Verse > Anthologies > Alfred H. Miles, ed. > The Sacred Poets of the Nineteenth Century
Alfred H. Miles, ed.  The Sacred Poets of the Nineteenth Century.  1907.
Raban; or, Life Splinters (1880).
Work and Spirit
By Walter Chalmers Smith (1824–1908)
IS it the work that makes life great and true?
  Or the true soul that, working as it can,
Does faithfully the task it has to do,
  And keepeth faith alike with God and man?
Ah! well; the work is something; the same gold        5
  Or brass is fashioned now into a coin,
Now into fairest chalice that shall hold
  To panting lips the sacramental wine:
Here the same marble forms a cattle-trough
  For brutes by the wayside to quench their thirst,        10
And there a god emerges from the rough
  Unshapely block—yet they were twins at first.
One pool of metal in the melting pot
  A sordid, or a sacred thought inspires;
And of twin marbles from the quarry brought        15
  One serves the earth, one glows with altar-fires.
There’s something in high purpose of the soul
  To do the highest service to its kind;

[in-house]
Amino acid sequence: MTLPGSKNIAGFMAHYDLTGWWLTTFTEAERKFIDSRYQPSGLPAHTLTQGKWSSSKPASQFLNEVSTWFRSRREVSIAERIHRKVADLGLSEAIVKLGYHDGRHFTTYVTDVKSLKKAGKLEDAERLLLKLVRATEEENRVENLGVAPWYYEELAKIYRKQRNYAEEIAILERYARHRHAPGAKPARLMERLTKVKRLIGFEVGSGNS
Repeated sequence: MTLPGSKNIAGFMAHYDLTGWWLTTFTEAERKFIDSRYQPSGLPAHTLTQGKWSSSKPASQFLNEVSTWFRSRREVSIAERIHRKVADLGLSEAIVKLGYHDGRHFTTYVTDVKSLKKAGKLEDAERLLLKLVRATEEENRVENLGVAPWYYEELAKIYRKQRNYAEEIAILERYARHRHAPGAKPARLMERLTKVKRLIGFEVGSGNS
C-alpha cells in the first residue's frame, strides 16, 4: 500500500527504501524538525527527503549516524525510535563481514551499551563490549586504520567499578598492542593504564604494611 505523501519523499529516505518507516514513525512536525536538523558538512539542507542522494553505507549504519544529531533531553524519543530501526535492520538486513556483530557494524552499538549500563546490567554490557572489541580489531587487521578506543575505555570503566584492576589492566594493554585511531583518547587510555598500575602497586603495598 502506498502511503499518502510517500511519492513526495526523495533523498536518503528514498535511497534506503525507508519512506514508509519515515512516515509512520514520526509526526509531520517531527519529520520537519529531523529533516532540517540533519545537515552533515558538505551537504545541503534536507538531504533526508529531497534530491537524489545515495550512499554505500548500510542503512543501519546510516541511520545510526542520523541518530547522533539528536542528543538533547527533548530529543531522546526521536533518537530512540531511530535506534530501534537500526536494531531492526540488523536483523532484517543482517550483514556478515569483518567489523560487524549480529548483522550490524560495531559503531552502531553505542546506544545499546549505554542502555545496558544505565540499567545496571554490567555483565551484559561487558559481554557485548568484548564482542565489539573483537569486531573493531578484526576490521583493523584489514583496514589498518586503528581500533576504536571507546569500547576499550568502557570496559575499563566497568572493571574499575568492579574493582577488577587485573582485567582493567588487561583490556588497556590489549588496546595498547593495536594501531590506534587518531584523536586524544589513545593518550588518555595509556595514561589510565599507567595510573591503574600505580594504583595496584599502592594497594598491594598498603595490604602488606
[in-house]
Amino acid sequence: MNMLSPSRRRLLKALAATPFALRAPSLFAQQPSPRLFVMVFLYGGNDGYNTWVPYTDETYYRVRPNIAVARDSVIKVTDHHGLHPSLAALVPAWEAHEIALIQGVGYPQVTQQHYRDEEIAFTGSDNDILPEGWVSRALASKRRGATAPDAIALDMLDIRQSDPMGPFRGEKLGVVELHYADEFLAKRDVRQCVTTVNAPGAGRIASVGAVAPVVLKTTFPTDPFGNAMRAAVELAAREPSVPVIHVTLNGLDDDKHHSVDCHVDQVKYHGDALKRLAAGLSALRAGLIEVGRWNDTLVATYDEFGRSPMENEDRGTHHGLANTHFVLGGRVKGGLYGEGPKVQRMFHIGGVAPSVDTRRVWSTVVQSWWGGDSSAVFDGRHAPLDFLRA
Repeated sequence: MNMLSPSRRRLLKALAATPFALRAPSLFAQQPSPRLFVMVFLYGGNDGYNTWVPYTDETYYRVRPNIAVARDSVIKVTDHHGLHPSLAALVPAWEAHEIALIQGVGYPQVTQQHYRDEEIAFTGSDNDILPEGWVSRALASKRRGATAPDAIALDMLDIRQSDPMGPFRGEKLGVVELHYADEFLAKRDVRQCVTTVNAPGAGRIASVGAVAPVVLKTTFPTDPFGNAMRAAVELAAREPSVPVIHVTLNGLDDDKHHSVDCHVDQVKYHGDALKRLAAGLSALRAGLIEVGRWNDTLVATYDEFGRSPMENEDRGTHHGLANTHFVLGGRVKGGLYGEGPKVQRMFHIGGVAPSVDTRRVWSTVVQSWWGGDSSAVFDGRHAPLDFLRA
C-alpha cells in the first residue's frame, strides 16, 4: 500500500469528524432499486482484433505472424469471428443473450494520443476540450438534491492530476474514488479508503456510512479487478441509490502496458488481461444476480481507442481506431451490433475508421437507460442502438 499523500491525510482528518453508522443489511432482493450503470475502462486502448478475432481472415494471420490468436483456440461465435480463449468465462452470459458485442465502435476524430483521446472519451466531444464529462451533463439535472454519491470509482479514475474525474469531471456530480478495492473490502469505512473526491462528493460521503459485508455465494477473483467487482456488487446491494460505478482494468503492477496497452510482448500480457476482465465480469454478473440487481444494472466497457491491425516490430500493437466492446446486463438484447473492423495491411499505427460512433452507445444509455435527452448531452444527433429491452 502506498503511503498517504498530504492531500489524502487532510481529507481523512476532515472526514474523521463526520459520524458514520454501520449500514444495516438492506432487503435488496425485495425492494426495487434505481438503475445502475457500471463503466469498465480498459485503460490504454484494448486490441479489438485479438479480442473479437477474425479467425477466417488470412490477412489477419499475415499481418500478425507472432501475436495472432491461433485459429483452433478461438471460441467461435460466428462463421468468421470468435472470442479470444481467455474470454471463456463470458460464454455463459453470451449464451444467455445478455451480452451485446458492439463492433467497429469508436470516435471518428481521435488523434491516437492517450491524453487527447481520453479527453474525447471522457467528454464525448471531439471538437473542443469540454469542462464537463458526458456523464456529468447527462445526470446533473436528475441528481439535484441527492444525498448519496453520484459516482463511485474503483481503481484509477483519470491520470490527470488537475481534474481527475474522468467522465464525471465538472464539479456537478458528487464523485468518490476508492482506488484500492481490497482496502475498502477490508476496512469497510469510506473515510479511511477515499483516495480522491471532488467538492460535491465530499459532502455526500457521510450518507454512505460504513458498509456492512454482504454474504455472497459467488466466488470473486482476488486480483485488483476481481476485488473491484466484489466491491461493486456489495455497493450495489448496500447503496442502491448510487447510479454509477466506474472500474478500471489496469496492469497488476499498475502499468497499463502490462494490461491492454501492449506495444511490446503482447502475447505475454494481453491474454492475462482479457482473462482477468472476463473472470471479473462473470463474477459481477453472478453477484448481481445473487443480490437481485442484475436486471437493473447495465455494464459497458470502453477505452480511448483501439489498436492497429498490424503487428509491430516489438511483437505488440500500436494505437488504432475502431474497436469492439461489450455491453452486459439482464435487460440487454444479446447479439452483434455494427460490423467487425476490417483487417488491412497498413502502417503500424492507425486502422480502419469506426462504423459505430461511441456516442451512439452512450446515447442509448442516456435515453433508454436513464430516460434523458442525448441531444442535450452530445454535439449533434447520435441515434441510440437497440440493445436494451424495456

There’s something in the art that can unroll
  Secrets of beauty shaping in the mind.        20
Yet he who takes the lower room, and tries
  To make his cattle-trough with honest heart,
And could not frame the god with gleaming eyes,
  As nobly plays the more ignoble part.
And maybe, as the higher light breaks in        25
  And shows the meaner task he has to do,
He is the greater that he strives to win
  Only the praise of being just and true.
For who can do no thing of sovran worth
  Which men shall praise, a higher task may find        30
Plodding his dull round on the common earth,
  But conquering envies rising in the mind.
And God works in the little as the great
  A perfect work, and glorious over all—
Or in the stars that choir with joy elate,        35
  Or in the lichen spreading on the wall.

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